Jason describes Ian as “one of the most resilient people I’ve ever met, he's faced adversity that most will never understand yet he remains unfailingly positive and optimistic.”

Ian has completed an amazing recovery and finished the Christchurch wheelchair marathon (42km) in 2 hours 8 minutes in the fine and cool conditions.

“It was such a beautiful day and it was so great to be part of the race day after what I’ve been through.

Never looking back

I’ve been asked a lot about what it’s like to face the demons of my accidents on the roads and what that’s been like.

Of course, my crashes changed my life, and a big part of my story but it hasn’t really been about that for me. I’m focused on looking forward. I can’t do anything about what happened but I’m determined to make the most out of any opportunity I get.”

Ian’s next milestone is the Auckland Marathon in November

“Both of my accidents happened in just a moment and they’ve changed my life forever. My advice to cyclists would be to treat drivers as if you are invisible, that they haven’t seen you and because of that to err on the side of caution."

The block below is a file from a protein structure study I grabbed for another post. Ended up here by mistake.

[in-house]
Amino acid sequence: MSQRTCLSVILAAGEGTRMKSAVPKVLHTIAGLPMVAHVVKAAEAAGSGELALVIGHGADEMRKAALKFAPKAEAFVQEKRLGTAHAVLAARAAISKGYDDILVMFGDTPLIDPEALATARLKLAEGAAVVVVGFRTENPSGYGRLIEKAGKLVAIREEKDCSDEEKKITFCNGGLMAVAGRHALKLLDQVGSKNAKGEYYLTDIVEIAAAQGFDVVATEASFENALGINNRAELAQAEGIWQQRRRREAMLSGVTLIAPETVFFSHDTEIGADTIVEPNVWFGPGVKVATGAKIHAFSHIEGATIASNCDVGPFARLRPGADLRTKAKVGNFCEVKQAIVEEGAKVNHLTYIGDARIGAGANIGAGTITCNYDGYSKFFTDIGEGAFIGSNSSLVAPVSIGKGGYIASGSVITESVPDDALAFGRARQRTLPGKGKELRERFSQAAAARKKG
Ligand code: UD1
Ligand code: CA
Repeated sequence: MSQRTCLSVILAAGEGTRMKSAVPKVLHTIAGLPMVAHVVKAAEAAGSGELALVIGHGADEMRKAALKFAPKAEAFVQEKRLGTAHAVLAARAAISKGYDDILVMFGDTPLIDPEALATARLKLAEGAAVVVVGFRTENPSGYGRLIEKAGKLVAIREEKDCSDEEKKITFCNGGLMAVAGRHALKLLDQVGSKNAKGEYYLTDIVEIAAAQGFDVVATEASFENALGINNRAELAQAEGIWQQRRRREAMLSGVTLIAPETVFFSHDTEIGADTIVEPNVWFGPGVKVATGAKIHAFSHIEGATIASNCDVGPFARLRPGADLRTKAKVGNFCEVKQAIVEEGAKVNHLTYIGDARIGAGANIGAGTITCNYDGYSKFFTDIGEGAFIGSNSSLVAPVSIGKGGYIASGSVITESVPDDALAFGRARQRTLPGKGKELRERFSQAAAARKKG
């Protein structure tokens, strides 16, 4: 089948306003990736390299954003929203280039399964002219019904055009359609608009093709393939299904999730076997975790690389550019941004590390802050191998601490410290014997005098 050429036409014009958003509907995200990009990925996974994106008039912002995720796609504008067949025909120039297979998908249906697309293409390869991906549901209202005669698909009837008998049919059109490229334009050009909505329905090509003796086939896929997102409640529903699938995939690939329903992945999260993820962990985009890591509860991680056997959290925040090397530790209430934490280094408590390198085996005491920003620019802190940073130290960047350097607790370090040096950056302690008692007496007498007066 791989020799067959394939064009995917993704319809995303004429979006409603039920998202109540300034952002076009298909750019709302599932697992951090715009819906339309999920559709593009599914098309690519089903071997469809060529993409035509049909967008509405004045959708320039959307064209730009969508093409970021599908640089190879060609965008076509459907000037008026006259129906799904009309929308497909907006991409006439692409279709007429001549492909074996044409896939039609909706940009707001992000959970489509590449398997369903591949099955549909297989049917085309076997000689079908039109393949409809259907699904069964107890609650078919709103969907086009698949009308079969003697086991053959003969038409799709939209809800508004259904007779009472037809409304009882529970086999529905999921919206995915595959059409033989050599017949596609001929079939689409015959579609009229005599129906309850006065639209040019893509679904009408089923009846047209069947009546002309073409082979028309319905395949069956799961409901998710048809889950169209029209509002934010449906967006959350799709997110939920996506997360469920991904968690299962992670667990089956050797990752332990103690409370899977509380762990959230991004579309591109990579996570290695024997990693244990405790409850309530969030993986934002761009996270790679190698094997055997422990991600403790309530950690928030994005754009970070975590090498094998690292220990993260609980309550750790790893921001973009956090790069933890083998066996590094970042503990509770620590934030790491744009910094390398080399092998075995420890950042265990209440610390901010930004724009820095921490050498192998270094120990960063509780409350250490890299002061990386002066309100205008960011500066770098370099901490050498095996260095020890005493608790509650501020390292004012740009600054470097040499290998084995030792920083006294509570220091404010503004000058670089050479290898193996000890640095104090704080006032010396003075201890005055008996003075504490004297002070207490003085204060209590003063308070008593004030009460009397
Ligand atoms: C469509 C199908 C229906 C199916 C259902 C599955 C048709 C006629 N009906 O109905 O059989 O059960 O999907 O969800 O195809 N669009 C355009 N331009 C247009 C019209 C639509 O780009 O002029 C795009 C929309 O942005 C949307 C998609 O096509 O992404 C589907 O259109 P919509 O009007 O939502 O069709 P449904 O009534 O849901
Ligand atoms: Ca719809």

"And for all drivers, please slow down around cyclists, give them plenty of room and reduce the risk. Take your time to avoid causing someone a serious and possibly life-changing injury."

"It was awesome to cross the finish line on Sunday and just know that I have achieved something pretty special by being there. To share that with my partner was an emotional moment.”

Cycling injuries on our roads

  • ACC had a total of 1529 active claims from cycling injuries that involved a motor vehicle in 2019 which came at a cost of over $5m to help them recover.
  • From 2010 – 2019 there were 16,557 active claims for cycling injuries which involved a motor vehicle, coming at a cost of over $45m.
  • Of the 1139 new claims in 2019, soft tissue injuries (63%) were the leading type of injury ahead of laceration, puncture wound, sting (18%) and fractures and dislocations (9.5%).
  • Auckland had the highest number of cycling injuries which involved a motor vehicle in 2019 with 283 injuries ahead of Canterbury (202), Wellington (143), Waikato (90), Bay of Plenty (88) and Otago (74).